This is what's happening in the "pi" filter above. The inductor is trying to keep the current flow steady, at whatever current flow it is currently at. The capacitors are trying to keep the voltage steady by collecting and releasing electrons from and to the circuit.

Generally speaking, adding more capacitors and inductors will result in better filtering, or less fluctuation. But like many things in life, there comes a point were more isn't better. At some point adding more components only increases cost, size, complexity, etc. There's also the continually nagging issue of working with imperfect components. An ideal capacitor or inductor will have exactly 0 ohms across it at any given voltage or current. But we make capacitors and inductors out of imperfect materials, so there is always going to be some amount of resistance added with these components. This resistance will cause some of the energy to be released as heat. Heat is wasteful and generally the enemy of any circuit, unless you are actually trying to build a heater. This tends to cause designer to add as many as needed and no more, or not much more.

• This is an interesting perspective, thanks for the input! P.S.: I think "enertia" is "inertia"?
– Ben
Jun 16, 2021 at 8:44
• @dieselVtwin. thats a very detailed explanation. I have heard people criticize using the water apology to explain current and voltage. what in your opinion are the cons of using the water analogy? Jun 16, 2021 at 16:29

As noted by @rackanboneman in a comment to @brhans' answer, this kind of power supply LC filtering was common in the vacuum tube era, since at mains frequency (50/60Hz) the inductor coil was huge, because the inductance needed required heavy iron cores. Since that equipment already had huge and heavy transformers, adding a kg or so of coil wasn't a big deal.

That technique was somewhat "lost" in the transistor and IC era, where the total power requirement of the devices went down, so the mains transformers became much lighter and an additional heavy inductor became too bulky and expensive in comparison. Moreover, it was cheap and much easier to add regulator ICs after the first filtering cap to quench the ripple.

More recently, the LC filtering approach has come back in SMPSs, because of the higher switching frequencies at which the final rectification is performed (e.g. flyback SMPSs). Or even in transformerless SMPSs (e.g. DC/DC converters), because the ripple signal has a much higher frequency.

At frequencies of hundreds of kHz or maybe some MHz the filtering coil can be made fairly small and inexpensive, using specialized ferrite materials. This can improve ripple rejection quite substantially in some SMPS designs.

For example, here is an excerpt from TI's LM2576 datasheet (emphasis in yellow is mine):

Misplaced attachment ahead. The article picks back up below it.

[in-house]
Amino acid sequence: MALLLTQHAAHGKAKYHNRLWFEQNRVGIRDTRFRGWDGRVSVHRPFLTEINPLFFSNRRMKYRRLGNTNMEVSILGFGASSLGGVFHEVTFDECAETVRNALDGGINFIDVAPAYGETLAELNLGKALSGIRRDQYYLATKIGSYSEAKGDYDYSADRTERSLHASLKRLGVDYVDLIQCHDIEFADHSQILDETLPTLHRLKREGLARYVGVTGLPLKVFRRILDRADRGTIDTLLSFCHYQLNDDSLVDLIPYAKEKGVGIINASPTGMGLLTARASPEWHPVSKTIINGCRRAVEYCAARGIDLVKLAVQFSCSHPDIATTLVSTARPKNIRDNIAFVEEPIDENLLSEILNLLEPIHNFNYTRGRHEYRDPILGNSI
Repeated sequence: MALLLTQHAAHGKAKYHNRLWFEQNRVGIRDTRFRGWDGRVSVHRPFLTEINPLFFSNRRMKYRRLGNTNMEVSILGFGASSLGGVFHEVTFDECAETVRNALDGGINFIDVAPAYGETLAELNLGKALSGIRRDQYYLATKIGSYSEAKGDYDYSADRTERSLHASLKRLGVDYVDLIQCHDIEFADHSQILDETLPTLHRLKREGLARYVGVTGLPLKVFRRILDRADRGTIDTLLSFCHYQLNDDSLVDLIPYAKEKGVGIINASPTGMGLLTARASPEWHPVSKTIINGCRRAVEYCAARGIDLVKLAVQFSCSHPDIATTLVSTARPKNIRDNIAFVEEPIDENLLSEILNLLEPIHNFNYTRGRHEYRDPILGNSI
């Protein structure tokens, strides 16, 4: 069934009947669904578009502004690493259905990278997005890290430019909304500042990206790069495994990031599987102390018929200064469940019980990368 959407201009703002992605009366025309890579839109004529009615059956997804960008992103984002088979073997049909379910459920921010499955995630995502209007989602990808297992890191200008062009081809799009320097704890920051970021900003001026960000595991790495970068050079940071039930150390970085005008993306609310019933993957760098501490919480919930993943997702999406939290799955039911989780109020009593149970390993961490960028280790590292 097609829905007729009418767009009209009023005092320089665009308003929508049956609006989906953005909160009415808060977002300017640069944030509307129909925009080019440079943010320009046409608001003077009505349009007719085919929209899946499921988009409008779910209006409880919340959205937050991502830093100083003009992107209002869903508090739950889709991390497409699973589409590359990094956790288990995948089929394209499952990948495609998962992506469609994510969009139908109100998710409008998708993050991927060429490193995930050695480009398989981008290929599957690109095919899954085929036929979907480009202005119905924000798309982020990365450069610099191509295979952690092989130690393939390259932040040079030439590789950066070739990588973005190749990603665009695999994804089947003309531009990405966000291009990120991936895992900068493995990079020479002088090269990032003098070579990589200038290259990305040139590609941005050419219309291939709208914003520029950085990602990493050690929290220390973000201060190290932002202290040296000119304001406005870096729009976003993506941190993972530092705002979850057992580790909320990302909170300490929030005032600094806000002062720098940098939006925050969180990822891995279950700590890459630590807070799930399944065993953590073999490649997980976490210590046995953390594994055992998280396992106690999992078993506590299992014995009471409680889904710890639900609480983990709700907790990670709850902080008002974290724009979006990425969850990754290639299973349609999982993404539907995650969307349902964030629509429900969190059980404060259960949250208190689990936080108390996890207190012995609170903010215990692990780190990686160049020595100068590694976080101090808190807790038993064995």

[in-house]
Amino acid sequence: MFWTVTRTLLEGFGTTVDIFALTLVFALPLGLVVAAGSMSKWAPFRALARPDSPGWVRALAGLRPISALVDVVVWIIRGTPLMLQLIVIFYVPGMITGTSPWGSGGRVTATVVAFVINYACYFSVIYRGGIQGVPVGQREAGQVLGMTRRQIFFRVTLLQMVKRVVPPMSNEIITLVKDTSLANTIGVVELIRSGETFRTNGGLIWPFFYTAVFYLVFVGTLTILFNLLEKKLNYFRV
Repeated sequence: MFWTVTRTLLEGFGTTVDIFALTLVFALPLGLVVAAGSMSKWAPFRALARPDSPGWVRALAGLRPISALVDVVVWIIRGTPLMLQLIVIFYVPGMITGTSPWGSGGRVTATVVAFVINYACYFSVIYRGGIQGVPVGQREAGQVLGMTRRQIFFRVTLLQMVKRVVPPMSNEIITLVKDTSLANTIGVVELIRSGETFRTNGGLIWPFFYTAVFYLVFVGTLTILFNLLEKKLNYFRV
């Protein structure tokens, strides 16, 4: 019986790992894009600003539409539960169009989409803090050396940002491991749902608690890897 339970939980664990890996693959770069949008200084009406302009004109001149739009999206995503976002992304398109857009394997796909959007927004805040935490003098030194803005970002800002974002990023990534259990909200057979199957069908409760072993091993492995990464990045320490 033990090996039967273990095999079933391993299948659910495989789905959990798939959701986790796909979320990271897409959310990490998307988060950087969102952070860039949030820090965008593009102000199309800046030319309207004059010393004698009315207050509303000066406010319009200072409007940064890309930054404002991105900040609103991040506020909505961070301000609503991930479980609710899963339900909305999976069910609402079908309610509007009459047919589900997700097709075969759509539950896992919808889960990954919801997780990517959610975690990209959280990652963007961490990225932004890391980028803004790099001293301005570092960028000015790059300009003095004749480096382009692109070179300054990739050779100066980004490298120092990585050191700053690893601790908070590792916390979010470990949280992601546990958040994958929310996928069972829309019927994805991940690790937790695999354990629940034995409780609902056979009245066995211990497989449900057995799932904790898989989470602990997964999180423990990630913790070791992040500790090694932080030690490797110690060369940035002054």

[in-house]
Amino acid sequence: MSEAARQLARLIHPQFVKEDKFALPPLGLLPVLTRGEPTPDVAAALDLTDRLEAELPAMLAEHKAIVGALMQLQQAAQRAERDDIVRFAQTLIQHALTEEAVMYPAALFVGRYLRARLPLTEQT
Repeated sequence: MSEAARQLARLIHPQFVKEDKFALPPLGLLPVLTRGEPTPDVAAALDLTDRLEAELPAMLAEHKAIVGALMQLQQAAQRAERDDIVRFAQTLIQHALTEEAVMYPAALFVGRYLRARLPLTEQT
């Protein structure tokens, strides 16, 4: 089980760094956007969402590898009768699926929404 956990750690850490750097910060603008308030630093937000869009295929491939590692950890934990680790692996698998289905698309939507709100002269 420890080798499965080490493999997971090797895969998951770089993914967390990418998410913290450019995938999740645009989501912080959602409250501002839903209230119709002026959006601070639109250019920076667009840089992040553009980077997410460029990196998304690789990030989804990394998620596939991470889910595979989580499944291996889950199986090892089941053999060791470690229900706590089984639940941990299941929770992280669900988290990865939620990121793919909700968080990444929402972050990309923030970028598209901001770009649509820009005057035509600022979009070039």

• Thanks for the background information! I would assume, whether using an IC or analog components depends on the usage? I think ICs are much more prone to fail due to external influences (temperature, radiation..)?
– Ben
Jun 16, 2021 at 8:48
• @Ben ICs can do more than just fight ripple: ripple is a periodic signal superimposed to the output DC, it is not the only source of "bad regulation". Regulator ICs may provide several additional features, among which: regulation against load variations, input voltage variations, over-voltage/current/temperature protection, short circuit protection. Jun 16, 2021 at 8:56
• @Ben Most applications that use ICs don't need additional ripple rejection (especially digital circuits), since the IC alone can keep it under control quite well. However, there are circuits (mostly analog stuff) in which even a smallish amount of ripple can be a problem. The LC circuit is a simple and cheap addition to SMPS to curb down ripple even more, if needed, without resorting to even more sophisticated circuitry (high-accuracy measurement instruments have a hell of requirements about noiseless power supply!). Jun 16, 2021 at 9:00
• @Ben If by "course" you mean "university course", this is something I can't answer because it is too country/faculty specific. What I told you is something which goes under the term/topic "power electronics" and, more specifically, "power supplies". "The Art of Electronics" renown book has a nice chapter on that (and that book is almost a must for every circuit designer). If you search the Internet for "power supply theory" and "power supplies" you should find a metric ton of information. The problem is sifting through it and choose the documents that you can grok with your skill level. Jun 16, 2021 at 9:52
• BTW, that chapter of AOE is available as a sample chapter on the official site here: chapter9. Jun 16, 2021 at 9:55

If you are only using line frequency, the inductors are at least 10x bigger size than the equivalent load power resistor. This is an old school way of attenuating 2x line frequency with a big power choke rather than a resistor in order to get 12Vdc from 12Vac rms. The inductor has a higher impedance that helps the bulk capacitor attenuate the 2x line frequency.

Here is my simulation where you have sliders for load and L with a 12Vrms ideal source + bridge and CLC or “Pi” filter. Note that with 12V and 18W , you need a huge 100mH choke rated for 1.5A. The 1mF caps rated for 25V are also quite large. With the sliders on max load and max L (that I chose) the attenuation from 7.7Vpp to 167 mV = 0.0217 = -33 dB. now compare that with removing L to have 2mF reducing ripple only -3dB .

Have fun with the sliders for L and load, the. Compute L/R and RC for your required mVpp ripple! Or compute the impedance ratios for attenuation.

I have put in lots of probes to measure Vpp ripple, output power and voltage. The input is 12Vac rms.

This is why SMPS are so popular.

• awesome, thank you! I need a while to understand, though :) But it's something to get started!
– Ben
Jun 17, 2021 at 6:39
• If you compute ZL and ZC using voltage divider Thevenin equiv’s you will see. But for an intuitive choice of values use the RLCf nomograph which I often show on this site. Jun 17, 2021 at 15:10
• electronics.stackexchange.com/questions/369378/… Jun 17, 2021 at 15:11